Bruce Willis Set For ‘Extraction’

Willis plays a former CIA operative who hasn’t been the same since his wife was murdered. His son is a fresh young CIA operative following in his footsteps and with his father they are working on the development of a super-weapon called the Condor, when dad is kidnapped by a terrorist group. 

Learning that there is no plan for his father to be saved, Harry launches his own rescue operation. It leads to a conspiracy that will change his life forever. Tim Sullivan, Brandon Grimes and Gus Furla as co-producers.

Willis is repped by CAA, Miller by UTA and Aperture and EFO by WME. 

EFO’s in pre-production on Martin Scorsese’s Silence, which Paramount releases, and just began shooting 90 Minutes In Heaven. EFO exec produced the Sundance-premiering Mississippi Grind and the Universal climbing disaster pic Everest.

George Lucas On ‘Star Wars': Disney Didn’t Use My Ideas For New Movies

George Lucas told Cinema Blend in an interview posted yesterday that when he sold Lucasfilm to Disney in 2012, along with the company came some of his ideas for a new Star Wars trilogy. But it sounds like none of them will be part of the new Star Wars universe of movies that Disney will roll out beginning with the seventh installment, the JJ Abrams-directed Star Wars: The Force Awakens, which is set to hit theaters December 18.

Lucas told Cinema Blend when asked about some of those ideas, he responded: “Well, the ones that I sold to Disney and everything, they came up to the decision that they didn’t really want to do those. So they made up their own. It’s not the ones that I originally wrote.”

I’m as much of a Star Wars fan as the next guy — being in my 40s it was right in my young-boy wheelhouse when the first pic came out. But let’s be honest: Lucas nearly killed the golden goose with second three installments of the saga and the Ewoks-heavy Return Of The Jedi was already suspect. They were rough enough that it put a lid on 3D-conversion plans for the franchise that otherwise would have made a mint. Then Disney bought Lucas’ Lucasfilm for $4 billion-plus — and apparently told Lucas thanks much, we’ll take it from here.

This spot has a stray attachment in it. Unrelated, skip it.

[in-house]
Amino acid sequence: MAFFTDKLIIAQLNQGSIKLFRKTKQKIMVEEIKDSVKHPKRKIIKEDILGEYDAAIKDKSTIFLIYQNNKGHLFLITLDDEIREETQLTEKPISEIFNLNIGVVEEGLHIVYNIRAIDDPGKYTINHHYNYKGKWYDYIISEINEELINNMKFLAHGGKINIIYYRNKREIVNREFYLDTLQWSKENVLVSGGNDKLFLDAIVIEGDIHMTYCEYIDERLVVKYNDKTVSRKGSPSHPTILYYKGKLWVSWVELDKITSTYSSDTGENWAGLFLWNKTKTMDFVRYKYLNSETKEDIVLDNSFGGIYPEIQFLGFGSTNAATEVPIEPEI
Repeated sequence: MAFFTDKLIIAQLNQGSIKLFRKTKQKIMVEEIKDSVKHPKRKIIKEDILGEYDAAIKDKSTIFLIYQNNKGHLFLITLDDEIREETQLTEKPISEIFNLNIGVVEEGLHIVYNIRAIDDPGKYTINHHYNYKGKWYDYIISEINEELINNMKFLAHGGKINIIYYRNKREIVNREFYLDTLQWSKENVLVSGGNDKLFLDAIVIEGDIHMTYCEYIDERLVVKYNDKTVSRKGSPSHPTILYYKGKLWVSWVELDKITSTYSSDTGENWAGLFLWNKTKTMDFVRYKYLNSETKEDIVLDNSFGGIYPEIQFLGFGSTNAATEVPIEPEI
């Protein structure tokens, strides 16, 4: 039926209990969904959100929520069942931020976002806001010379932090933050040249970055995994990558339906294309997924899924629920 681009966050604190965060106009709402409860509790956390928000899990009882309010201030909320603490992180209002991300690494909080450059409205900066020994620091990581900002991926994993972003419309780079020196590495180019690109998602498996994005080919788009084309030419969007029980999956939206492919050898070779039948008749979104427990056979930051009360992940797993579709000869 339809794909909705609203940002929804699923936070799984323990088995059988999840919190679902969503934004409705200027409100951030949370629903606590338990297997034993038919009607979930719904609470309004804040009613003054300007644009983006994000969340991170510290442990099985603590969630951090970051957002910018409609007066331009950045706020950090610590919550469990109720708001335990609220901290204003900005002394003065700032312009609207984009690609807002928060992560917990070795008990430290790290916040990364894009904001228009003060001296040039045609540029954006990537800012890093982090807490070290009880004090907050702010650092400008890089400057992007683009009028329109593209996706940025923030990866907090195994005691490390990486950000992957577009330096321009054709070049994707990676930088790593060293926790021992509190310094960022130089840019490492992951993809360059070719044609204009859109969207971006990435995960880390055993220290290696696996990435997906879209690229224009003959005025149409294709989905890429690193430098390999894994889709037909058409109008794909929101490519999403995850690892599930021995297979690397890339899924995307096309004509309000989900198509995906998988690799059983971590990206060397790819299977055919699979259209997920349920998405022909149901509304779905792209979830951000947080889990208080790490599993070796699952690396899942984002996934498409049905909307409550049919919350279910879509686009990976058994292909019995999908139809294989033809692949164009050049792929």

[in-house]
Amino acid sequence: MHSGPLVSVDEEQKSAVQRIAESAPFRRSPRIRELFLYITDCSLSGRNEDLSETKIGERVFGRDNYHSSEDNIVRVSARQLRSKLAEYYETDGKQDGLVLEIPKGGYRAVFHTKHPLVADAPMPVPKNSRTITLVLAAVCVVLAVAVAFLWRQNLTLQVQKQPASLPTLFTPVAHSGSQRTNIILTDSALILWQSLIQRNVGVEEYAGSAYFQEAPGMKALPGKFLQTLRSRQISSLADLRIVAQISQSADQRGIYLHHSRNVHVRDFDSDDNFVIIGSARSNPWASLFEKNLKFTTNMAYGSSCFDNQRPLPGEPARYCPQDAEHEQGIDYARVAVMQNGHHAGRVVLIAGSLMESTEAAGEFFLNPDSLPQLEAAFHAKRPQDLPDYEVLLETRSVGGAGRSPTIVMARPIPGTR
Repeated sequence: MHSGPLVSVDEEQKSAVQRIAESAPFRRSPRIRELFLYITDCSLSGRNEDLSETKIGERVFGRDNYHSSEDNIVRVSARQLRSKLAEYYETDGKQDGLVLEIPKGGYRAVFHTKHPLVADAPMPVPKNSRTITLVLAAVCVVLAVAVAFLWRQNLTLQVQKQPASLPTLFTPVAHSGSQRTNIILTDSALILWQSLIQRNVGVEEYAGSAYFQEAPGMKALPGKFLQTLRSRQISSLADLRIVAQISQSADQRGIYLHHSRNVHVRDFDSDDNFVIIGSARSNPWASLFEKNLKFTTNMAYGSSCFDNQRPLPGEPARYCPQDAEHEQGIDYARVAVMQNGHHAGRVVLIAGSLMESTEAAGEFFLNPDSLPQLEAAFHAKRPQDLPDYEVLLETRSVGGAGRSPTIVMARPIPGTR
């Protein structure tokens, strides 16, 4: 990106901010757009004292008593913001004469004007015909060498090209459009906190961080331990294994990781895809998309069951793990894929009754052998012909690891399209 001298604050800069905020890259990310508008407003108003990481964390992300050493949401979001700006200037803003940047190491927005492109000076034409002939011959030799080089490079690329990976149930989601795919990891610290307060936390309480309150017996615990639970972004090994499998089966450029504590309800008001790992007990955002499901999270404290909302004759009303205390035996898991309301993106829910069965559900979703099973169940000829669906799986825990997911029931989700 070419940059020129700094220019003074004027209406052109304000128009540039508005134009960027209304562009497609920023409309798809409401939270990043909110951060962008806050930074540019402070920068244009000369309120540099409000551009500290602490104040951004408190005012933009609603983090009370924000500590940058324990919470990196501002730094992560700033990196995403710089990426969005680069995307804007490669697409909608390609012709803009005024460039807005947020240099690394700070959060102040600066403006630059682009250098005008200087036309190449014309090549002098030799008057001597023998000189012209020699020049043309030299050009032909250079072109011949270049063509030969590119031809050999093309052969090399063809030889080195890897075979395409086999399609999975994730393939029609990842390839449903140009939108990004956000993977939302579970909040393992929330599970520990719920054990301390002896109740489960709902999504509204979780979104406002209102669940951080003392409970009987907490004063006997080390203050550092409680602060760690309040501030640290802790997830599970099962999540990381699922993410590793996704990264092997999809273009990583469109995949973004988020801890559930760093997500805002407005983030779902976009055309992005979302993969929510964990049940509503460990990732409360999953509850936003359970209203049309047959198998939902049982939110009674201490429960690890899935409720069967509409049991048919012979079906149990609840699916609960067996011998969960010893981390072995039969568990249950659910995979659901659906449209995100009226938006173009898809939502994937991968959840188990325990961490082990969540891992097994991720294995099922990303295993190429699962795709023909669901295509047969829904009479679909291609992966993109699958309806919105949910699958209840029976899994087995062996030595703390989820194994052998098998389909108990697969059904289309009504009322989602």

So should fans be bummed about Lucas being essentially shut out of his own creation or kinda OK with it?

Nicolas Cage To Star As Osama Bin Laden-Hunter In ‘Army Of One’

Nicolas Cage is set to star in Army of One, the bizarre true tale of Gary Faulkner’s mission to single-handedly hunt down Osama bin Laden in Pakistan. Borat‘s Larry Charles is directing the Condé Nast Entertainment and Endgame Entertainment production inspired by a 2010 GQ article about Faulker, the Colorado man who made headlines, and hit the late show circuit, for his quest to take down al Qaeda’s #1. Bob and Harvey Weinstein acquired North American rights to Army of One for their TWC-Dimension label after relaunching it with the international hit Paddington. Pic is scripted by Scott Rothman and Rajiv Joseph (Draft Day). Filming will begin in Q1 of this year. 

Actor Joe Mantegna Is Pushing Hard For Veterans’ Issues On ‘Criminal Minds’

by Blake Stilwell,Contributor

If not for a high draft number, Joe Mantegna might have chosen a career in the military instead of a forty-year career in entertainment. On Criminal Minds, Mantegna portrays David Rossi, an ex-FBI agent who was also once a Marine veteran of the Vietnam War. This aspect of his character is especially important to Mantegna, who comes from a military family and is very passionate about military and veterans’ issues.